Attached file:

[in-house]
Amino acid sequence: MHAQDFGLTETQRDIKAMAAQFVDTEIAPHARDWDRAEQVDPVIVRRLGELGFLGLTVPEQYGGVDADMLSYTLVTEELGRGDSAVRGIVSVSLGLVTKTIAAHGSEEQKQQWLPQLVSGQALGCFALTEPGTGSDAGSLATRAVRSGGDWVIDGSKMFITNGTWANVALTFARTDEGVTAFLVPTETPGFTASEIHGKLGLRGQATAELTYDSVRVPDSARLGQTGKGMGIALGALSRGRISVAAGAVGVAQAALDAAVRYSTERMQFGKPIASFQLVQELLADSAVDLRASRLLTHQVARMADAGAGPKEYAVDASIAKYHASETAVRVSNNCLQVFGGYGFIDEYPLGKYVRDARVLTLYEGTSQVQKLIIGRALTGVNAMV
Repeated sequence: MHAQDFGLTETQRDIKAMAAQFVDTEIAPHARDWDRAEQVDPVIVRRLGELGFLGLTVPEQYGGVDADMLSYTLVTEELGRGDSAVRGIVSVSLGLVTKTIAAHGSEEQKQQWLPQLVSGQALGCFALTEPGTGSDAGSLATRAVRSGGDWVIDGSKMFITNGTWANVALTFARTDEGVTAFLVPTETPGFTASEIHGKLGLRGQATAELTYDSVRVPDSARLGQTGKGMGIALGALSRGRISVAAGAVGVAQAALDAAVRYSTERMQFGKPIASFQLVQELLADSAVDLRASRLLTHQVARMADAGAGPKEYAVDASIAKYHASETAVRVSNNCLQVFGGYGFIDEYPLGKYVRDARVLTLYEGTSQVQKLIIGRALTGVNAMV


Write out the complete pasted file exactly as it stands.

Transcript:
[in-house]
Amino acid sequence: MHAQDFGLTETQRDIKAMAAQFVDTEIAPHARDWDRAEQVDPVIVRRLGELGFLGLTVPEQYGGVDADMLSYTLVTEELGRGDSAVRGIVSVSLGLVTKTIAAHGSEEQKQQWLPQLVSGQALGCFALTEPGTGSDAGSLATRAVRSGGDWVIDGSKMFITNGTWANVALTFARTDEGVTAFLVPTETPGFTASEIHGKLGLRGQATAELTYDSVRVPDSARLGQTGKGMGIALGALSRGRISVAAGAVGVAQAALDAAVRYSTERMQFGKPIASFQLVQELLADSAVDLRASRLLTHQVARMADAGAGPKEYAVDASIAKYHASETAVRVSNNCLQVFGGYGFIDEYPLGKYVRDARVLTLYEGTSQVQKLIIGRALTGVNAMV
Repeated sequence: MHAQDFGLTETQRDIKAMAAQFVDTEIAPHARDWDRAEQVDPVIVRRLGELGFLGLTVPEQYGGVDADMLSYTLVTEELGRGDSAVRGIVSVSLGLVTKTIAAHGSEEQKQQWLPQLVSGQALGCFALTEPGTGSDAGSLATRAVRSGGDWVIDGSKMFITNGTWANVALTFARTDEGVTAFLVPTETPGFTASEIHGKLGLRGQATAELTYDSVRVPDSARLGQTGKGMGIALGALSRGRISVAAGAVGVAQAALDAAVRYSTERMQFGKPIASFQLVQELLADSAVDLRASRLLTHQVARMADAGAGPKEYAVDASIAKYHASETAVRVSNNCLQVFGGYGFIDEYPLGKYVRDARVLTLYEGTSQVQKLIIGRALTGVNAMV